Scoliosis

The spine is integral in the communication system of the body and is appropriately called “the backbone,” but it isn’t just a single bone.  In fact, it’s made of lots of bones (called vertebrae) that are all attached together by a kind of elastic tissue known as cartilage. This cartilage is what gives people the flexibility to do things like bend, stretch, balance, and even walk! Scoliosis of the spine is a condition in which the vertebrae in the spine bend into a curve instead of being straight. In extreme cases, they can sometimes also rotate like a corkscrew. This can be prevalent in the youth — even infants — can suffer from scoliosis. The most prevalent type of scoliosis that is seen in most people is known as idiopathic scoliosis. And this is especially prevalent in teenagers as they go through puberty.

Idiopathic scoliosis is kind of in the dark in the medical field. No one can definitely deduce why people get it , but research can indicate that it runs in families. Things like bad posture and carrying heavy loads on your back aren’t really the reasons as to why people develop this form of scoliosis. So basically, you don’t have much control over whether or not you develop idiopathic scoliosis, it’s purely genetic in nature.

If you think you’re suffering from idiopathic scoliosis, one telltale sign would be that you’re hunched more to one side. Another sign would be that one of your shoulder blades appears to be higher than the other one. If your spine is twisted, one side of your ribcage might stick out more when you bend over. Most of the time, you can’t really determine for sure that you have scoliosis. That’s why it’s essential for you to undergo a scoliosis examination with your local doctor to make sure for certain that you have scoliosis.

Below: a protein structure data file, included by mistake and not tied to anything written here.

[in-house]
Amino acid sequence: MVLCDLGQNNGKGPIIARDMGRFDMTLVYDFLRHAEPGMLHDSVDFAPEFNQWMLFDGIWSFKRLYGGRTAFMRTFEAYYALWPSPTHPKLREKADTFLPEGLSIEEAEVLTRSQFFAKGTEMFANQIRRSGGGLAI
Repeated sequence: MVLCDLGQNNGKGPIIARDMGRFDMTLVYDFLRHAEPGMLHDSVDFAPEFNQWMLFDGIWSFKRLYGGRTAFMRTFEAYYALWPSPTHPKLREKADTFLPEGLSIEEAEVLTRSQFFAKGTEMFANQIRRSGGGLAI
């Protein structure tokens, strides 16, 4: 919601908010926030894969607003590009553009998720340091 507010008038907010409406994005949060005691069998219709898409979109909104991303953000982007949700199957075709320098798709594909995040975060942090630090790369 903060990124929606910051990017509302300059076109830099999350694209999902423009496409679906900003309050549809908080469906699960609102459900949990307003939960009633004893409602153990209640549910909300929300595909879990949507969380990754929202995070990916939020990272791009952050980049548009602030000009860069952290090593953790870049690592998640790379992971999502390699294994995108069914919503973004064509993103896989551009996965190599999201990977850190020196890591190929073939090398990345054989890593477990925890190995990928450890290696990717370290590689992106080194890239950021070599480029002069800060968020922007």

If you suspect that you may be having scoliosis, it would be a good idea to book an appointment with your local doctor. Your doctor would do a thorough examination of your figure and spine and as well as take your medical history to aid in the process of coming up with a diagnosis. Part of any medical history investigation is getting your family health history and this is especially relevant in the process as it is a genetic condition in nature. Finding out if anyone of your relatives had it can help your doctor in determining if you might too. Your doctor might then make the decision to refer you to an orthopedic specialist. Orthopedics is someone that specializes in the treatment of bones, so scoliosis is basically their bread and butter.

Most cases of mild scoliosis don’t call for any major treatment. If you have a mild curve, the best course of action would be to just go for regular check-ups. Scoliosis is known to worsen when you’re growing. So your doctor will want to keep an eye on you as you’re in this phase. You could opt for surgery if the condition worsens. Wearing a brace or recovering from surgery takes a while. Attending sessions with a physiotherapist might help in the recovery phase of this condition as it provides a steady increase in mobility and flexibility of the spine.

Leave a comment